Benelli 502C: Pros, Cons, Should You Buy One
We've penned down the bike's strengths and weaknesses which will help you make an informed decision
Benelli recently launched the 502C based on the same platform as the Leoncino 500. But is it really worth the money? Here are the bike's strengths and weaknesses, just in case you’re planning on buying one.
Packs A Capable Engine
It isn’t the liveliest engine in the segment but has a linear and punchy power delivery that will make you fall in love with it. The engine also allows you to ride around the city at 40-45kmph in the top cog, without any qualms. Even on the highway, the motor can cruise at 120kmph. Its sweet spot, though, is 95-100kmph, and when you stick to its calm zone, it delivers great fuel efficiency as well.
Where it really impressed us is in the twisties. The 502C is eager to go down, and thanks to the wide bars, you have ample leverage to quickly change directions. It feels quite stable even in long, sweeping bends. The bike stays calm and can carry quite a lot of speed into the corner.
Mimics the Ducati Diavel
The Benelli 502C looks properly big and even gives off a big cruiser vibe, something most buyers would find really appealing. However, it tries to mimic the Ducati Diavel in many ways, for example, with the LED headlight, its DRLs, the large and bulky tank, the short, stubby seat, and even the airy rear end.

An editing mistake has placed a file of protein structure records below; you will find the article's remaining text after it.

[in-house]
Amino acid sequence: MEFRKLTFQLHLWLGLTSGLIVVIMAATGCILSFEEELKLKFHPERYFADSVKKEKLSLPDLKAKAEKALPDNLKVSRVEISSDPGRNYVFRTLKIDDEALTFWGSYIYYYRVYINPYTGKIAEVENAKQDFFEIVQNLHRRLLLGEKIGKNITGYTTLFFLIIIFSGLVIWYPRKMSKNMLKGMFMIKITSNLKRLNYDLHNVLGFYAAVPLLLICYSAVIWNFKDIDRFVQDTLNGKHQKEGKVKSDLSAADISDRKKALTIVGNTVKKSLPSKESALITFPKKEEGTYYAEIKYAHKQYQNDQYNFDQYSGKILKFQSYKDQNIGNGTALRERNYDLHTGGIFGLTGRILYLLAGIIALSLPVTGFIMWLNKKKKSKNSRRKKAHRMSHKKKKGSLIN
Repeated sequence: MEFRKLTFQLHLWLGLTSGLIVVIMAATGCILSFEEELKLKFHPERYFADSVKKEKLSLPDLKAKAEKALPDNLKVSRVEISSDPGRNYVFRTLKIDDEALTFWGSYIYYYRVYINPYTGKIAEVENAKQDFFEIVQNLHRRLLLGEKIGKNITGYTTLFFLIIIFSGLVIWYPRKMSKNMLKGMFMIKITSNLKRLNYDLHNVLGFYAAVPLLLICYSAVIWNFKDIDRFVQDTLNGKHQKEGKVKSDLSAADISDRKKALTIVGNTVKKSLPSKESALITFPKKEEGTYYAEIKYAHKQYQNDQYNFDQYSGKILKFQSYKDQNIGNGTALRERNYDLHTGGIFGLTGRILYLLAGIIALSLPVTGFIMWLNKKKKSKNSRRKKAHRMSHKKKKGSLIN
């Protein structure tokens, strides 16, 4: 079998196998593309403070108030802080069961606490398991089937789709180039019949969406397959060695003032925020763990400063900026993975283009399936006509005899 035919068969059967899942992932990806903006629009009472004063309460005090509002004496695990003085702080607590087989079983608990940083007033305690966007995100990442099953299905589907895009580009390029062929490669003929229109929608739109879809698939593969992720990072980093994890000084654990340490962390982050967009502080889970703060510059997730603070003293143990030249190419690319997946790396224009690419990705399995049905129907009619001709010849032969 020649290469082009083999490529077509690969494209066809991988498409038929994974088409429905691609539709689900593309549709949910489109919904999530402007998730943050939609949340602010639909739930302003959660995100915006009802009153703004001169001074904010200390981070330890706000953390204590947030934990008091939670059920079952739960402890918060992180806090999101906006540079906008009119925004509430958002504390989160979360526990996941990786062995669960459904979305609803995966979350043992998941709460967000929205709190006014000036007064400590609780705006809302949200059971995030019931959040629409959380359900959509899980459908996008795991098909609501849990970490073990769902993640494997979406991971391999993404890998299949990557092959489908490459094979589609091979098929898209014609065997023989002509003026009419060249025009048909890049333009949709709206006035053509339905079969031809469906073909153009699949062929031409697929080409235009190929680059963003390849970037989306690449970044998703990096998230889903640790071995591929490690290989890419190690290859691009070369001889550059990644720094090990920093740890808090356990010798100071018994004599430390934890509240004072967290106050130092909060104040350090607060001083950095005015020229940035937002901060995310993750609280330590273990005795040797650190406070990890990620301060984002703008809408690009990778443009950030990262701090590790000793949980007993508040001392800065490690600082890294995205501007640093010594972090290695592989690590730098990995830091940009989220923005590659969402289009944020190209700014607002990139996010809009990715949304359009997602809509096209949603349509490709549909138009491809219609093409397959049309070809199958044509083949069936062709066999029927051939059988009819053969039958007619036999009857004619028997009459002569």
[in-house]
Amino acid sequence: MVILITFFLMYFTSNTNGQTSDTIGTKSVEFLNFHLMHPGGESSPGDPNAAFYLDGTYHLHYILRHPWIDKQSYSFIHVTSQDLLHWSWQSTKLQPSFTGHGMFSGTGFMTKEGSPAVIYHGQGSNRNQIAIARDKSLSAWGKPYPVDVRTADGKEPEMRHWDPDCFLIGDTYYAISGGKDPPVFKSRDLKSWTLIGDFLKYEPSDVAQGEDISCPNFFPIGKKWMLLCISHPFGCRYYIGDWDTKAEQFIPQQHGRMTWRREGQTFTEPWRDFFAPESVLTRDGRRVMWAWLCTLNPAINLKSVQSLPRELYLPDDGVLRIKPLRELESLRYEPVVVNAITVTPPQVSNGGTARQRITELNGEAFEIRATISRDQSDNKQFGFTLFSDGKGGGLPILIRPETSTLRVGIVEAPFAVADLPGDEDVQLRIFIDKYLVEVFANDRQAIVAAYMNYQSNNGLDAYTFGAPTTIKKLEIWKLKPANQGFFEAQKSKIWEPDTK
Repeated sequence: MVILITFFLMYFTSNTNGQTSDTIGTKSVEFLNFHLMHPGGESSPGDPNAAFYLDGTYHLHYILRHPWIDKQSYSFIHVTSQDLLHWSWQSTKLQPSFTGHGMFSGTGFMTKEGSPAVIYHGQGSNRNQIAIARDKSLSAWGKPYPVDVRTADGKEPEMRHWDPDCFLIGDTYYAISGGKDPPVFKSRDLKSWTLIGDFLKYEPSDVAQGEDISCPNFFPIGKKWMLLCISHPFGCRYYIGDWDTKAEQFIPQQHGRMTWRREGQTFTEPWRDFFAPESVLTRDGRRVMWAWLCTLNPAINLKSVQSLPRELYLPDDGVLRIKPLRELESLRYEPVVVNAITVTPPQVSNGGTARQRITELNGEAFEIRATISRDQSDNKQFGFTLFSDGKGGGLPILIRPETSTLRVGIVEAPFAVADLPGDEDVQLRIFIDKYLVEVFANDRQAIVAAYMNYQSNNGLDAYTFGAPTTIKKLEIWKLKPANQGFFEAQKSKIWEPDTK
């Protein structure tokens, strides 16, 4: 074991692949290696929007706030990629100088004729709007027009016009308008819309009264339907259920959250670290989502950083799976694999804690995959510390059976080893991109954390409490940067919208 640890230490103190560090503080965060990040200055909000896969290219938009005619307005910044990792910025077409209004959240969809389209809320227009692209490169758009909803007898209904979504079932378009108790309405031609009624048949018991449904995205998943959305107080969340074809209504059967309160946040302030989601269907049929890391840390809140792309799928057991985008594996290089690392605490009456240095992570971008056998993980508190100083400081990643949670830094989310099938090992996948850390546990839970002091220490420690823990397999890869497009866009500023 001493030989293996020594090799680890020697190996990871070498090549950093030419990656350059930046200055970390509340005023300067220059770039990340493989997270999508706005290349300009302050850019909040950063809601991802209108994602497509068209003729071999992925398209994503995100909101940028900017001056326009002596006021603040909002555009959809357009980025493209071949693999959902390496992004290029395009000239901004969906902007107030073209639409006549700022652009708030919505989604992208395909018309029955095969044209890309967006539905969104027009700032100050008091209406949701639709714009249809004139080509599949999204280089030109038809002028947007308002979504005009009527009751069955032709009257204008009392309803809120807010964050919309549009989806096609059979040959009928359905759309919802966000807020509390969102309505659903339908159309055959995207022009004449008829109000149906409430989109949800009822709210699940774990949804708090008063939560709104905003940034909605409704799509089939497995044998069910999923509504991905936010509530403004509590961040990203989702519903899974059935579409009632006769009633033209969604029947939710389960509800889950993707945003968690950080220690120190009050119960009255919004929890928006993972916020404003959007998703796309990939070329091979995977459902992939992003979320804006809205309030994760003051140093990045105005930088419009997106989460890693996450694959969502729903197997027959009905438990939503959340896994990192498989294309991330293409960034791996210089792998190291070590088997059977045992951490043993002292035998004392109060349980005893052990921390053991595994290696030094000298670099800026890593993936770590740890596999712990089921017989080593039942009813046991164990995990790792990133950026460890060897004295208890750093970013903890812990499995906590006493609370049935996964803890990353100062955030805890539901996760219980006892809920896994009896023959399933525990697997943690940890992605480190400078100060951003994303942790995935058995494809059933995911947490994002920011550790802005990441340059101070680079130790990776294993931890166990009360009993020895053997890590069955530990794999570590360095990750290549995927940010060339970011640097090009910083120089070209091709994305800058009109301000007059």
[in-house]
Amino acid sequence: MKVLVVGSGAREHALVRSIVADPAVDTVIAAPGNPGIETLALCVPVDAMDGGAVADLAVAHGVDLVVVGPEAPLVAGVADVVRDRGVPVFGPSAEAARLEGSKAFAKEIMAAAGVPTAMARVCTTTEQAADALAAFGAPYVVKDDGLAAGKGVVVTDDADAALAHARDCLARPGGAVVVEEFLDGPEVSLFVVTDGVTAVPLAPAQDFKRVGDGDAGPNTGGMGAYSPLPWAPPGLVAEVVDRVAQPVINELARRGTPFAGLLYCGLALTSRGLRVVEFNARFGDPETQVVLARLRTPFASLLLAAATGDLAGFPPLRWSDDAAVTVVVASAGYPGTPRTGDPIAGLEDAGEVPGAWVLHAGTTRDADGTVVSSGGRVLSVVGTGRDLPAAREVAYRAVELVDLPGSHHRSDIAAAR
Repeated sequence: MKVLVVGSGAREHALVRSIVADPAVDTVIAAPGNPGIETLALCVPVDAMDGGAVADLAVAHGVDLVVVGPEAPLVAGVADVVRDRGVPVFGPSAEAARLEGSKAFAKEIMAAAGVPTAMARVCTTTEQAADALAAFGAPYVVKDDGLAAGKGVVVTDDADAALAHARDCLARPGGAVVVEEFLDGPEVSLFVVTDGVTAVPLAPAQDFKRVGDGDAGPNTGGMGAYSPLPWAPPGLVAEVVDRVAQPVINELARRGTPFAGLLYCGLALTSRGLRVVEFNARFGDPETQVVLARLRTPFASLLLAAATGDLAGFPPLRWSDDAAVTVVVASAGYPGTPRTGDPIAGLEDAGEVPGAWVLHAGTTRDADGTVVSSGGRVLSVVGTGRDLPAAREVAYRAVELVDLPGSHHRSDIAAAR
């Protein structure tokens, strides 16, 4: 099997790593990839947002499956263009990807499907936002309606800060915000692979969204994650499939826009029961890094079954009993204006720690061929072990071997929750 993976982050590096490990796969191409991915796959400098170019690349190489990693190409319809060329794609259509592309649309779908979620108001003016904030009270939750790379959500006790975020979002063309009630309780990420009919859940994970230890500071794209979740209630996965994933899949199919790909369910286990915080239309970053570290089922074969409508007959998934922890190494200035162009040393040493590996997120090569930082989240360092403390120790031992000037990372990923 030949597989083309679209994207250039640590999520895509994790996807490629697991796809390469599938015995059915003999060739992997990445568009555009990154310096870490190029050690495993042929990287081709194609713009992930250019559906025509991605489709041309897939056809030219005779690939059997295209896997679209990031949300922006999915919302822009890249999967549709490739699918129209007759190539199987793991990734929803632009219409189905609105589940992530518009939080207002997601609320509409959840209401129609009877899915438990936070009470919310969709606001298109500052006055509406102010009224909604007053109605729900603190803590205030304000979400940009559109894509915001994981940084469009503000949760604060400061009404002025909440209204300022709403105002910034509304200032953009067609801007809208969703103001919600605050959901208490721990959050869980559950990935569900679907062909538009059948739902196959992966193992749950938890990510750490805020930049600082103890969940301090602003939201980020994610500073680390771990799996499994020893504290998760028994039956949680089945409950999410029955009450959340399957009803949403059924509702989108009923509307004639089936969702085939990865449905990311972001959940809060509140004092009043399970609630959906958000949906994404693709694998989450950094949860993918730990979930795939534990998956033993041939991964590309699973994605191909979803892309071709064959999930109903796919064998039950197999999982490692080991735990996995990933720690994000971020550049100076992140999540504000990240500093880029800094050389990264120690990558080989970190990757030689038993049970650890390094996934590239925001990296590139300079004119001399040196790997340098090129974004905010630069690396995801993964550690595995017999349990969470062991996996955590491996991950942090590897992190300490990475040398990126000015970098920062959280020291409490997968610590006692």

It doesn’t look quite proportionate either, as you feel certain items are larger or smaller than needed. For instance, the tank looks large but sits on a comparatively small engine. The rear tyre is a mere 160-section unit and not an outrageous 240-section one as the Diavel.
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Unsuitable for Shorter Riders
While the wide bars provide enough leverage to flick through traffic, it becomes a bit of a task when taking U-turns. Shorter riders, or those with smaller arms, will have to overextend when taking a U-turn. The wide turning radius doesn’t help matters either.
Firm Suspension Setup
The suspension setup gobbles up most of the bumps and potholes you come across on your commute. It is only when riding on concrete roads at around 40-45kmph that you feel a bobbing sensation, which gets a bit discomforting. Out on the highway, you need to look out for sharper bumps as they could end up tossing you off your seat.
The small full-colour console is a let-down. The graphics are subpar for a bike at this price point, and the screen lacks crispness.
Should You Buy One?
Benelli has delivered a likeable cruiser, however, it comes with its flaws. It’s not the most comfortable cruiser out there, neither is it the lightest. The fact that the suspension is on the firmer side means you end up being tossed off the seat quite often. That said, the bike packs a potent engine, handles corners rather well, and has a quite natural and easy-going stance. And for Rs 4.98 lakh (ex-showroom), there’s simply nothing better in the market.